An Ecomodernist Manifesto was met with critiques similar to Gelobter's evaluation of "Death" and Sze and Ziser's analysis of Break Through. Environmental historian Jeremy Caradonna and environmental economist Richard B. Norgaard led a group of environmental scholars in a critique, arguing that Ecomodernism "violates everything we know about ecosystems, energy, population, and natural resources," and "Far from being an ecological statement of principles, the Manifesto merely rehashes the naïve belief that technology will save us and that human ingenuity can never fail." Further, "The Manifesto suffers from factual errors and misleading statements."[10]

Environmental and Art historian T.J. Demos agreed with Caradonna, and wrote in 2017 that the Manifesto "is really nothing more than a bad utopian fantasy," that functions to support oil and gas industry and as "an apology for nuclear energy." Demos continued that "What is additionally striking about the Ecomodernist document, beyond its factual weaknesses and ecological falsehoods, is that there is no mention of social justice or democratic politics," and "no acknowledgement of the fact that big technologies like nuclear reinforce centralized power, the military-industrial complex, and the inequalities of corporate globalization."[9]

Apocalypse Never: Why Environmental Alarmism Hurts Us All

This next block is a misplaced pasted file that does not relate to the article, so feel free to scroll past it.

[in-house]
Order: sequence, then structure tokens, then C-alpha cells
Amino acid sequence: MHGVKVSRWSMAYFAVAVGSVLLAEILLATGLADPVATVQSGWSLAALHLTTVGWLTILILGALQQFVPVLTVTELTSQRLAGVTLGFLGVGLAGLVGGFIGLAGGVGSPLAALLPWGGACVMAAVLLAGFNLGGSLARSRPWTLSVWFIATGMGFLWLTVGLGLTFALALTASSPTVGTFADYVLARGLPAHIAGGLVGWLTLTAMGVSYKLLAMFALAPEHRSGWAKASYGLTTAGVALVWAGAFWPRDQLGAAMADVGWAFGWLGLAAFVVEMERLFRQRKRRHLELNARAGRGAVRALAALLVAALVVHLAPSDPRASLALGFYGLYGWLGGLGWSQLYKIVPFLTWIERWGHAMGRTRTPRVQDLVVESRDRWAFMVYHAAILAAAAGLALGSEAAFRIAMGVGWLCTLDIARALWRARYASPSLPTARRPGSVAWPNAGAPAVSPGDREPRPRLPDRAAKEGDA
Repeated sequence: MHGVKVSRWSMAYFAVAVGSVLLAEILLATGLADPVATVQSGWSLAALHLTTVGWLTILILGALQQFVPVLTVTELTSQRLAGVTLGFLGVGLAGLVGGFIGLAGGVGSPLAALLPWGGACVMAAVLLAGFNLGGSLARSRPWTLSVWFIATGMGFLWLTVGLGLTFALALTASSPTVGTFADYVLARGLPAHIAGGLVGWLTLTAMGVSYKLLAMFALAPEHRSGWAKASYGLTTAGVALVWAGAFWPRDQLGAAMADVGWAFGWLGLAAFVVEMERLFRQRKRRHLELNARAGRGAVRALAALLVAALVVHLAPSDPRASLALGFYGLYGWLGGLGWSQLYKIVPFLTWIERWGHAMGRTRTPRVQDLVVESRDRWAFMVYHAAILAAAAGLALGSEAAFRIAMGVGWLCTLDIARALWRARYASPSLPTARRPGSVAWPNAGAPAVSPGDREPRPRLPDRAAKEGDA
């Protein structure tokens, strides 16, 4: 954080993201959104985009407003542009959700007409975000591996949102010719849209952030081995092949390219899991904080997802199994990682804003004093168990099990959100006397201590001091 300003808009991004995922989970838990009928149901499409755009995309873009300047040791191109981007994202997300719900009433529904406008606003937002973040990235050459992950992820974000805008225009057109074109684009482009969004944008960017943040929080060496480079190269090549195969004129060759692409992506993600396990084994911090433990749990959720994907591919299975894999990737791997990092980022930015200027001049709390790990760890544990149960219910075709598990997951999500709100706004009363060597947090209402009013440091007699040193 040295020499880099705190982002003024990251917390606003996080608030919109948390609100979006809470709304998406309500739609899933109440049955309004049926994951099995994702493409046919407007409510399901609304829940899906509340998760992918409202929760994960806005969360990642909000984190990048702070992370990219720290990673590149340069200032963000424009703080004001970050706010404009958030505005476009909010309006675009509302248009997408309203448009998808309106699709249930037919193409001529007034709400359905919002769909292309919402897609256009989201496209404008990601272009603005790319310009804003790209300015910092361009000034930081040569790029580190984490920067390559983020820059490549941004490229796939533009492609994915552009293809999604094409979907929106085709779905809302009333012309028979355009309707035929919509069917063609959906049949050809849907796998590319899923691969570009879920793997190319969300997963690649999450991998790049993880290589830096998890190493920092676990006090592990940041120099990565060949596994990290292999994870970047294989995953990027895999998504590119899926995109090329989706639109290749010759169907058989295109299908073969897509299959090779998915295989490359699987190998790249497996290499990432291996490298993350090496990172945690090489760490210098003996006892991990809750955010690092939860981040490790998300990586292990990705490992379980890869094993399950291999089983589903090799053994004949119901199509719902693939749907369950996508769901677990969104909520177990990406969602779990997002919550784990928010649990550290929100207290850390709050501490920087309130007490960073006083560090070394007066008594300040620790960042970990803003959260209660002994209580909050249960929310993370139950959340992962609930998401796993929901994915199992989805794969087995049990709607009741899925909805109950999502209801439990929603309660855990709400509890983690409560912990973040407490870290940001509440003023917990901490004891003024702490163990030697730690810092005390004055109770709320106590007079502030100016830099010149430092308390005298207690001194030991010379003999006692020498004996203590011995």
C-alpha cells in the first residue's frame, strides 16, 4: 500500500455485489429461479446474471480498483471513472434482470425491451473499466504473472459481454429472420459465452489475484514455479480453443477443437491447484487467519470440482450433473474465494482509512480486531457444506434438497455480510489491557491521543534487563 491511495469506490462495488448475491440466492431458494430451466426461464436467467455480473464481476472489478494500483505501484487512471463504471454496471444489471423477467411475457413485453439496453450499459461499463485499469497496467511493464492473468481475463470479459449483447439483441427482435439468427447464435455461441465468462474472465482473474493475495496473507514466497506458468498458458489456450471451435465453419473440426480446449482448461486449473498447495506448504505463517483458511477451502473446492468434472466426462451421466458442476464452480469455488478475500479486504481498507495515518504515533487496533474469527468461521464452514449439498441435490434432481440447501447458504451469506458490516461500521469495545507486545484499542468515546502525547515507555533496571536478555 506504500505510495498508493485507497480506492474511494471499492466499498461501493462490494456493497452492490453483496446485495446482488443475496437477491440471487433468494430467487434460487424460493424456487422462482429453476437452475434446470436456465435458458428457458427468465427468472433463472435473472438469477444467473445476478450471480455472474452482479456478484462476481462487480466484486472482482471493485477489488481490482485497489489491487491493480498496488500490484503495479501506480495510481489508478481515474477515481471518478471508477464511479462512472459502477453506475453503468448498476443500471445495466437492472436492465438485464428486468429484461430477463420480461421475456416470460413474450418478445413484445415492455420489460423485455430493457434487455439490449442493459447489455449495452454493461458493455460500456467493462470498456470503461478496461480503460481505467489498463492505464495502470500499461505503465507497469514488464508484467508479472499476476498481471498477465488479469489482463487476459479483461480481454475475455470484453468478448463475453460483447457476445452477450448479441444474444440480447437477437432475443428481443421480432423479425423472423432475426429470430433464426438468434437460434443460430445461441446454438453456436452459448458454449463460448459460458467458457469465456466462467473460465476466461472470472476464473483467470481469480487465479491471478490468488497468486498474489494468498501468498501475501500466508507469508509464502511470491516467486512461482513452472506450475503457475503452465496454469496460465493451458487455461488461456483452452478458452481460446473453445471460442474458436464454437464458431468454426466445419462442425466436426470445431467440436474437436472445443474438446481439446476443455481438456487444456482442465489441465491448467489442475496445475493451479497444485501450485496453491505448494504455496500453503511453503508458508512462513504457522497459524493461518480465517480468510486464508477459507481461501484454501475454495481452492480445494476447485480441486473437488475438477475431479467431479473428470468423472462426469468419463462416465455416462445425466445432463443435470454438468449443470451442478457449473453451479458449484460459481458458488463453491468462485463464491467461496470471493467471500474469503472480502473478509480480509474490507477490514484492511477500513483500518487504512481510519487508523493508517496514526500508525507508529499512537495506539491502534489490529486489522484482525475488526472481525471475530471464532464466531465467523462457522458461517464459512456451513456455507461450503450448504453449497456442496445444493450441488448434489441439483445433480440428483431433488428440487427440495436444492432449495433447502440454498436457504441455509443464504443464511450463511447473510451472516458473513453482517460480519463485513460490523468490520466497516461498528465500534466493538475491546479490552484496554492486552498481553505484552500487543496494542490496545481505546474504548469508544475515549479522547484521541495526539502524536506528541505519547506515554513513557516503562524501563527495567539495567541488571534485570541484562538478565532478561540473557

In June 2020, Shellenberger published Apocalypse Never: Why Environmental Alarmism Hurts Us All, in which the author argues that climate change is not the existential threat it is portrayed to be in popular media and activism. Rather, he posits that technological innovation, if allowed to continue and grow, will remedy environmental issues. According to Shellenberger, the book "explores how and why so many of us came to see important but manageable environmental problems as the end of the world, and why the people who are the most apocalyptic about environmental problems tend to oppose the best and most obvious solutions to solving them."[80]

In his book, Shellenberger argues that people shouldn't need to be worried about climate change causing crop failure, famine and consequent mass deaths because he believes that when it comes to food production, humans will be able to produce more food despite the effects of climate change. Shellenberger cites an editorial that is published by a group led by Eric Holt-Giménez to support his statement, however Holt-Giménez later told Snopes that Shellenberger "has either misunderstood our editorial, or is purposefully mischaracterizing our points." Instead Holt-Giménez criticized the industrial farming that Shellenberger advocates, and says that such practices are using a model of overproduction that generates poverty. He explained that people typically don't become hungry because there is not enough food, but that instead they become hungry when they are too poor to afford to buy the food that is produced.[81]